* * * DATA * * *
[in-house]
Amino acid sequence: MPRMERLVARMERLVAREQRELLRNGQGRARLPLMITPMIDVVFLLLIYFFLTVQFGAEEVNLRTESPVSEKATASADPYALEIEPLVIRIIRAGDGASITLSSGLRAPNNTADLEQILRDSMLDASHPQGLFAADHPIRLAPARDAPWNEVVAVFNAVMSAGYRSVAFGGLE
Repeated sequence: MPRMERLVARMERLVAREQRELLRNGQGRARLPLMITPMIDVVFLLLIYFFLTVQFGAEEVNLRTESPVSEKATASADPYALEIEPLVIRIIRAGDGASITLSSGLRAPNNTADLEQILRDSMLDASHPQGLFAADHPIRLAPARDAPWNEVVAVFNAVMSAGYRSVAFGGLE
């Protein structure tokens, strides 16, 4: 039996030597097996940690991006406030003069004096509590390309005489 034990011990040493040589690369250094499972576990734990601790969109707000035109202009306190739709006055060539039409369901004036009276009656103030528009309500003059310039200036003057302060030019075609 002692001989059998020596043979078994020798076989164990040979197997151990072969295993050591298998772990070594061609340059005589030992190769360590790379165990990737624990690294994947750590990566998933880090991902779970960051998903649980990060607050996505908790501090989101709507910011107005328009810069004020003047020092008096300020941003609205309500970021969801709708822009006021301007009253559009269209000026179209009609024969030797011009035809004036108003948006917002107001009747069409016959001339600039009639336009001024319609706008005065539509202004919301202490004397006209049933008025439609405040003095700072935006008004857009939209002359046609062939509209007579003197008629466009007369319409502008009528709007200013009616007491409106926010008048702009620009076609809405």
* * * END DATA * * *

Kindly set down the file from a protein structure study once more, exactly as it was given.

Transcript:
[in-house]
Amino acid sequence: MPRMERLVARMERLVAREQRELLRNGQGRARLPLMITPMIDVVFLLLIYFFLTVQFGAEEVNLRTESPVSEKATASADPYALEIEPLVIRIIRAGDGASITLSSGLRAPNNTADLEQILRDSMLDASHPQGLFAADHPIRLAPARDAPWNEVVAVFNAVMSAGYRSVAFGGLE
Repeated sequence: MPRMERLVARMERLVAREQRELLRNGQGRARLPLMITPMIDVVFLLLIYFFLTVQFGAEEVNLRTESPVSEKATASADPYALEIEPLVIRIIRAGDGASITLSSGLRAPNNTADLEQILRDSMLDASHPQGLFAADHPIRLAPARDAPWNEVVAVFNAVMSAGYRSVAFGGLE
């Protein structure tokens, strides 16, 4: 039996030597097996940690991006406030003069004096509590390309005489 034990011990040493040589690369250094499972576990734990601790969109707000035109202009306190739709006055060539039409369901004036009276009656103030528009309500003059310039200036003057302060030019075609 002692001989059998020596043979078994020798076989164990040979197997151990072969295993050591298998772990070594061609340059005589030992190769360590790379165990990737624990690294994947750590990566998933880090991902779970960051998903649980990060607050996505908790501090989101709507910011107005328009810069004020003047020092008096300020941003609205309500970021969801709708822009006021301007009253559009269209000026179209009609024969030797011009035809004036108003948006917002107001009747069409016959001339600039009639336009001024319609706008005065539509202004919301202490004397006209049933008025439609405040003095700072935006008004857009939209002359046609062939509209007579003197008629466009007369319409502008009528709007200013009616007491409106926010008048702009620009076609809405």